“The university does not believe that credit was awarded for courses in which students did no work, or that degrees were awarded to students who did not earn them,” said a May 28 response that UNC-CH submitted to SACS.

In April, SACS sent a three-person review team to the campus to interview administrators about the steps they were taking to prevent a recurrence. While the team seemed satisfied with a series of policy and procedure changes, it didn’t want to let go the issue of degrees earned in part through fraudulent classes.

When administrators said they would count the suspect classes toward graduation credit for current students, the SACS panel balked.

“This decision by the institution calls into question the academic integrity of the degrees that may be awarded to these currently enrolled students,” the SACS committee wrote in its report after the April visit.

In the end, the university settled on the extra classes for students and alumni. It said no taxpayer money would pay for the classes.

The university will have to submit a report by next June on its progress toward that goal.

In an email to the campus on Thursday, Chancellor Holden Thorp said he was pleased with the SACS decision.

“We have provided information, responded to all questions, taken necessary actions, and documented the comprehensive reforms that we have put in place over the past two years because of issues related to the unprofessional and unethical actions of two former department employees,” wrote Thorp, who will step down as chancellor at the end of this month.

“We are confident the sweeping changes we have made, based on the results of seven internal and independent, outside reviews or investigations, will prevent any recurrence of these irregularities.”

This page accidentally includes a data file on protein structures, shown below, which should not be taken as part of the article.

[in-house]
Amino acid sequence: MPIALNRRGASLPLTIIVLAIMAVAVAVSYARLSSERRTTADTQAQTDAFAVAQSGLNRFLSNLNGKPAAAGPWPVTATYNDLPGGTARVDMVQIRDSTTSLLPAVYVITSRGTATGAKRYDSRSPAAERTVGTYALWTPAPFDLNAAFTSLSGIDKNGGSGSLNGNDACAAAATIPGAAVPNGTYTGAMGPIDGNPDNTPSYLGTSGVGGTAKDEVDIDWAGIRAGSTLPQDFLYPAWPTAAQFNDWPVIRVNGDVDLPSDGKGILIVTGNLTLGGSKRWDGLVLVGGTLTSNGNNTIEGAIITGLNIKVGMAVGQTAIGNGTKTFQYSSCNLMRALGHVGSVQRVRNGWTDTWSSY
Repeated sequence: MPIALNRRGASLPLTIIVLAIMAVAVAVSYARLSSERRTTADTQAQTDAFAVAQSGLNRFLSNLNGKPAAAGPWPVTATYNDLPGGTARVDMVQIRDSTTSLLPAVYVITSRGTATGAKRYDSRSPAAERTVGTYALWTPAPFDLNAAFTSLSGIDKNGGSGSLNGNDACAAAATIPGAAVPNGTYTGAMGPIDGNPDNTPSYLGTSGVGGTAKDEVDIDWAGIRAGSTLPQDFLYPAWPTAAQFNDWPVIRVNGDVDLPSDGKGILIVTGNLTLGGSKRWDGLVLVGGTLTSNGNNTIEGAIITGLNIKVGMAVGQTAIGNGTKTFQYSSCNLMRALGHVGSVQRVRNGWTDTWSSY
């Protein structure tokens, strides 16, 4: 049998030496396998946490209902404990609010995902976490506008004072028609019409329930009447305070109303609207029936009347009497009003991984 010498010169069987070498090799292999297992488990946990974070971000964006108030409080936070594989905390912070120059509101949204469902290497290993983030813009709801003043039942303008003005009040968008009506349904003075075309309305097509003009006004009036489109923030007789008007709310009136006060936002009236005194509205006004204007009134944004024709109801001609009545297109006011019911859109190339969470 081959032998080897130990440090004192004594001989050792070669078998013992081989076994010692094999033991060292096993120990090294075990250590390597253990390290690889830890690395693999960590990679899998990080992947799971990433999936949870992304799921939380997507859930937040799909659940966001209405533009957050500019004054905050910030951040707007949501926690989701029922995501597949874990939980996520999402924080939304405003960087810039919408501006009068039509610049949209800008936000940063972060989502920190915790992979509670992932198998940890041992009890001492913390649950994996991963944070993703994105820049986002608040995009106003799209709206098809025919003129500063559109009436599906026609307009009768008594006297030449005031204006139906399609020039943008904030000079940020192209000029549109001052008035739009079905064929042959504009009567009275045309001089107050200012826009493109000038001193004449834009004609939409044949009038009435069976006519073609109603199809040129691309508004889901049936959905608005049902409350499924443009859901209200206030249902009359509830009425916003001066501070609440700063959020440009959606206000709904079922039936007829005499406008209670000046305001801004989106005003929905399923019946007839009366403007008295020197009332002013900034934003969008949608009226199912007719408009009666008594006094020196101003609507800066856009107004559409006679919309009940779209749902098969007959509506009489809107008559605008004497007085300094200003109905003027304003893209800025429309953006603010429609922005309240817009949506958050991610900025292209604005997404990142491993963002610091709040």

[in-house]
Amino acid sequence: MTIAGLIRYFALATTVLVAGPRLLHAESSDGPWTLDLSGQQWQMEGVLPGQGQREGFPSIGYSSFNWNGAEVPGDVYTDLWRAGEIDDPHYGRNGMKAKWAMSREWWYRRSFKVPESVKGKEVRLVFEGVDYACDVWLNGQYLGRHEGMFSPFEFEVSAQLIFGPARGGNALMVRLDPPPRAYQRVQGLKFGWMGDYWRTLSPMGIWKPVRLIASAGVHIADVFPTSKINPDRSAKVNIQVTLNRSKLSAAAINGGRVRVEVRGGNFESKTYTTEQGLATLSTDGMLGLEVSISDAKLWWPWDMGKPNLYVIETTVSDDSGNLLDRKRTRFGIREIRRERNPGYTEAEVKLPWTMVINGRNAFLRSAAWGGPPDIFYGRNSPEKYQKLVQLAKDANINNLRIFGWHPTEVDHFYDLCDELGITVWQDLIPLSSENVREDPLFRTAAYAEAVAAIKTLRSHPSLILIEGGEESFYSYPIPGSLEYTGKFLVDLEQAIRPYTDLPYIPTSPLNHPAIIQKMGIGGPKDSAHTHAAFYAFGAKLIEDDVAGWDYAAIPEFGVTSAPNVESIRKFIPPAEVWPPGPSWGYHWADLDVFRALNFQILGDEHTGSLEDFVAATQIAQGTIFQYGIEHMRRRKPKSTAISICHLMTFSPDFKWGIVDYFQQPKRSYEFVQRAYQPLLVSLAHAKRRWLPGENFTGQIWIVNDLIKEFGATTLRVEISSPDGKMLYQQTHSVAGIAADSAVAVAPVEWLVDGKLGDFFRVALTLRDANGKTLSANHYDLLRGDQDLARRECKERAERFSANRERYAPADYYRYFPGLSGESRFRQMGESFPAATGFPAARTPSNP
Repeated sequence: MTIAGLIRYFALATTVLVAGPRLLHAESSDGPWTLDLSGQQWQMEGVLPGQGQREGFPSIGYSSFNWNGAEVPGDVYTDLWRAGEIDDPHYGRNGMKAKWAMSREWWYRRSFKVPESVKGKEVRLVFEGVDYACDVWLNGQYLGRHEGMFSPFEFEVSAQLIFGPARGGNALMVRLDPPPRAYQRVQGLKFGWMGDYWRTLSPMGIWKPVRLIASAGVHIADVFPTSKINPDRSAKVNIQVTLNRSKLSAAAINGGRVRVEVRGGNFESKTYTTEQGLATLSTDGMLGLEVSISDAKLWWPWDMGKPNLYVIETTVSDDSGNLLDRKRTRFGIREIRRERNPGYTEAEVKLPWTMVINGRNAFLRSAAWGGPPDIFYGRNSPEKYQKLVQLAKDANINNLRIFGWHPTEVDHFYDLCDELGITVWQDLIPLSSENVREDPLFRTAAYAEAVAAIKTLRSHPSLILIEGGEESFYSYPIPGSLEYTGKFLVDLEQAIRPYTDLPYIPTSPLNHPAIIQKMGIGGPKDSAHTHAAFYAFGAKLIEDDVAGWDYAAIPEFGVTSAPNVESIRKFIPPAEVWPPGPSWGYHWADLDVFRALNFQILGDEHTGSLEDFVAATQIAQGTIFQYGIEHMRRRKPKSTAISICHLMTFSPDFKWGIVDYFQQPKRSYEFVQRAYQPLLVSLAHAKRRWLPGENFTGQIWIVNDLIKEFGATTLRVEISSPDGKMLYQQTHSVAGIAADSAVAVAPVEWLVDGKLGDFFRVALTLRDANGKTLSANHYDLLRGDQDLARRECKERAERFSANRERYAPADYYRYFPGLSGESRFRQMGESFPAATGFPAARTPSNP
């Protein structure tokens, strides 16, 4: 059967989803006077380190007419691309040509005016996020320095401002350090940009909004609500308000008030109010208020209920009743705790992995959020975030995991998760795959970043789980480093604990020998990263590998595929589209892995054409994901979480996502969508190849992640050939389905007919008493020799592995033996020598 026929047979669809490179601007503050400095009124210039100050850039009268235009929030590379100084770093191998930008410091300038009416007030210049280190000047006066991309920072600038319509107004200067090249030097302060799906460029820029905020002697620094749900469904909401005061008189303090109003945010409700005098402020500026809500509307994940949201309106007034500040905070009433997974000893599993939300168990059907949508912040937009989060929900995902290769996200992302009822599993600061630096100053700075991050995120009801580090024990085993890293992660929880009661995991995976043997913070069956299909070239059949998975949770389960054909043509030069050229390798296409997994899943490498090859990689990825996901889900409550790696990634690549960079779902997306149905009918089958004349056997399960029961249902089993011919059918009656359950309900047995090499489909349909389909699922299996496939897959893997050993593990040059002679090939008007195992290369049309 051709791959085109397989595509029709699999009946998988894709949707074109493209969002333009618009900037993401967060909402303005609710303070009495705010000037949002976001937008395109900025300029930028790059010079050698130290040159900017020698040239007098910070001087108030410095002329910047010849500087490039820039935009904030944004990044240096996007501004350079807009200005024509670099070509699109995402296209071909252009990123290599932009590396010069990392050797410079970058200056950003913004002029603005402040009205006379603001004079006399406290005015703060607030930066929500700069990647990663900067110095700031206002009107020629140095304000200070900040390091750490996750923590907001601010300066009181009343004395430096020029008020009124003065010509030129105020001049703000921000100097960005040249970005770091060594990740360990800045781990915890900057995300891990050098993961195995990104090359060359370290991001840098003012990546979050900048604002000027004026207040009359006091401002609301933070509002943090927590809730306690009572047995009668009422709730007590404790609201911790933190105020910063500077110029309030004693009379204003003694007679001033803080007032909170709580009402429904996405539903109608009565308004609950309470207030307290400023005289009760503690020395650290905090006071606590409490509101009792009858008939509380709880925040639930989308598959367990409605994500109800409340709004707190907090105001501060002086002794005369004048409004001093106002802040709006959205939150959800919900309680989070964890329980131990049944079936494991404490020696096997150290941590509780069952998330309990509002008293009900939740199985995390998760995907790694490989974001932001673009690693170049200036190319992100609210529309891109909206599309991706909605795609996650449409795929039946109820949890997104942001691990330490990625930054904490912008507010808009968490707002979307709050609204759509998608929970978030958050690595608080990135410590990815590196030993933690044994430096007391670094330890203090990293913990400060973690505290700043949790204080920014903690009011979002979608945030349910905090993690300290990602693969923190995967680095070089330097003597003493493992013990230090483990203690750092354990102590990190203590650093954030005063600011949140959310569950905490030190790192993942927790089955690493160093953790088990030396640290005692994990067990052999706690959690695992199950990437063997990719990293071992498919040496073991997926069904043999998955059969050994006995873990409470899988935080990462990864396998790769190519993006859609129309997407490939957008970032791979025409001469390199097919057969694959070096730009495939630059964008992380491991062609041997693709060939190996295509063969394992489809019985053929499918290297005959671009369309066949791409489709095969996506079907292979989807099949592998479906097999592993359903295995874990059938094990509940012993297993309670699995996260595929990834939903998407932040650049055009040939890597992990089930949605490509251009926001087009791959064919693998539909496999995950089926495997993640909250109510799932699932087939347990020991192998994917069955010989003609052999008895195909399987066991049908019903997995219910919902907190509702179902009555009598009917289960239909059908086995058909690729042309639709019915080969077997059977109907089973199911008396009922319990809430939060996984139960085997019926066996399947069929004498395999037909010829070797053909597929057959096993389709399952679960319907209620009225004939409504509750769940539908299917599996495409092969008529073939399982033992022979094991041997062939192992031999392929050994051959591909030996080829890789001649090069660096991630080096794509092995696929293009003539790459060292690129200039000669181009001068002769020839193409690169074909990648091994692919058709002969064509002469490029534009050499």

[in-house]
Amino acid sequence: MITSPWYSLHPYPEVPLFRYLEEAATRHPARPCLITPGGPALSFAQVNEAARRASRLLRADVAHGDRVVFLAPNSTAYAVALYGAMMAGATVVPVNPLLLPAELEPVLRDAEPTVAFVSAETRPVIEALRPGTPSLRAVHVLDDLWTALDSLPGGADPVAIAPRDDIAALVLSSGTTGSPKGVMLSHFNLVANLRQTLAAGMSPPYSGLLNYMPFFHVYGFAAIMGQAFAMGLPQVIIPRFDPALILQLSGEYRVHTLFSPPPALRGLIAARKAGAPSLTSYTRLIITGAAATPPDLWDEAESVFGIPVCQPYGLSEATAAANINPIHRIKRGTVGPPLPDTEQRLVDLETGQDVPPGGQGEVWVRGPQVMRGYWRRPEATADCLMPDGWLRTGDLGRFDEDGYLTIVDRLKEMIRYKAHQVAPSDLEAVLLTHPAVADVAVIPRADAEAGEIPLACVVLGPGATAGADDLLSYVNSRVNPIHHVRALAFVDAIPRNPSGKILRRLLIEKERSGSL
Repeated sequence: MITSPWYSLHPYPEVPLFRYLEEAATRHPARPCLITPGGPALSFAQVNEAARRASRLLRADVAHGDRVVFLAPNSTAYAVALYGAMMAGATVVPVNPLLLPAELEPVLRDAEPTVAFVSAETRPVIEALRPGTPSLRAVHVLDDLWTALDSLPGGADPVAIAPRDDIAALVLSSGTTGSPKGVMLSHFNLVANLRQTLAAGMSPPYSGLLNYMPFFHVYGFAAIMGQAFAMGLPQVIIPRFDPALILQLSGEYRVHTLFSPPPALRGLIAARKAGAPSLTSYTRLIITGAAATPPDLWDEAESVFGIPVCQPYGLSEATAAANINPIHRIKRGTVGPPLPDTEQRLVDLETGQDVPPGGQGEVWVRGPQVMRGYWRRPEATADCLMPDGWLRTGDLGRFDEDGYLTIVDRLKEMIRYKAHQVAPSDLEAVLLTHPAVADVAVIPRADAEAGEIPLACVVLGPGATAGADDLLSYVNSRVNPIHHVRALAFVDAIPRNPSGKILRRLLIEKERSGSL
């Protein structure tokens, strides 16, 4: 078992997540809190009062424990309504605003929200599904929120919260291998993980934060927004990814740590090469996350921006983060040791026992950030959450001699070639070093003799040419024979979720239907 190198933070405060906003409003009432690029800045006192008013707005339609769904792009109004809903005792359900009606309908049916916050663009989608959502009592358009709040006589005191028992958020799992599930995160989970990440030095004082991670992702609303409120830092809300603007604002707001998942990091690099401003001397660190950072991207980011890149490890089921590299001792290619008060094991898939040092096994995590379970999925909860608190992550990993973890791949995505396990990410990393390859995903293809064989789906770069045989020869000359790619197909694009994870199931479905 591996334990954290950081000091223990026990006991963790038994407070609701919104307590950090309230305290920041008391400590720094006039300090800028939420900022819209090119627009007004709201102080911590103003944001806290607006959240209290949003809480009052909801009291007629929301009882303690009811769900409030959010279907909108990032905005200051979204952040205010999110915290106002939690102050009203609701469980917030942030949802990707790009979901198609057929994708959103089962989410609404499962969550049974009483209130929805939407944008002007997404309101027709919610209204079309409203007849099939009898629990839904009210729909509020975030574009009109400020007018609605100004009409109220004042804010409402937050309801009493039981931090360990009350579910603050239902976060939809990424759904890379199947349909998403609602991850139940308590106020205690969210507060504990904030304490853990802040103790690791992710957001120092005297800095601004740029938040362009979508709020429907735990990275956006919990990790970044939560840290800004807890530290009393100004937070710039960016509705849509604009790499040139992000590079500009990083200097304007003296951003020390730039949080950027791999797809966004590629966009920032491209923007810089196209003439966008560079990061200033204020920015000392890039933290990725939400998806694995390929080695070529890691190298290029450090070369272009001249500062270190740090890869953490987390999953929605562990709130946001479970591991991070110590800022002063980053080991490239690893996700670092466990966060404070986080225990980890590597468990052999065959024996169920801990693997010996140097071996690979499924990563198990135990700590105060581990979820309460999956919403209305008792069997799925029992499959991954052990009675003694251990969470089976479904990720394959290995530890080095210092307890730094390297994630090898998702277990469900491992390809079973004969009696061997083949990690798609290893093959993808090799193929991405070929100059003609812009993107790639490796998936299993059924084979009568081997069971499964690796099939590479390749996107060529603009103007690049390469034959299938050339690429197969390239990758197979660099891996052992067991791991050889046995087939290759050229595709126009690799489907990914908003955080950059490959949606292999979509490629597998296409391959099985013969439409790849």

Spot checks to continue

In the spring semester, university administrators conducted surprise inspections of hundreds of classes to ensure that students and faculty were meeting and that the courses were legitimate. Those spot checks will continue, according to the accrediting team report, despite the fact that they irked some faculty.

Such a review was unprecedented at UNC-CH, but so was the fraud, Wheelan said.

Among the irregularities were no-show classes, poorly supervised independent studies and hundreds of unauthorized grade changes.

‘It was significant’

Athletes accounted for 45 percent of the enrollments in the suspect classes in a 10-year period, according to the review by former North Carolina Gov. Jim Martin.

The university has repeatedly said the fraud constituted an academic scandal, not an athletic one. But recent emails showed a cozy relationship between athletes’ academic advisers and Julius Nyang’oro, the former department chairman and professor who has been blamed for the fraud, along with a former department manager, Debbie Crowder.

“It was significant,” Wheelan said. “Anytime you bring in the integrity of the university and what it’s doing, it’s a serious issue. It can damage an institution’s reputation. But the board felt that they were doing as much as they could to right this wrong.”

Willingham said it has been too easy for the university to write off the scandal by pointing the finger at two individuals instead of a corrupt system.

“I don’t think we’ve even scratched the surface in doing the right thing at this point,” she said. “It’s shocking that we’re going to blame two people and move on.”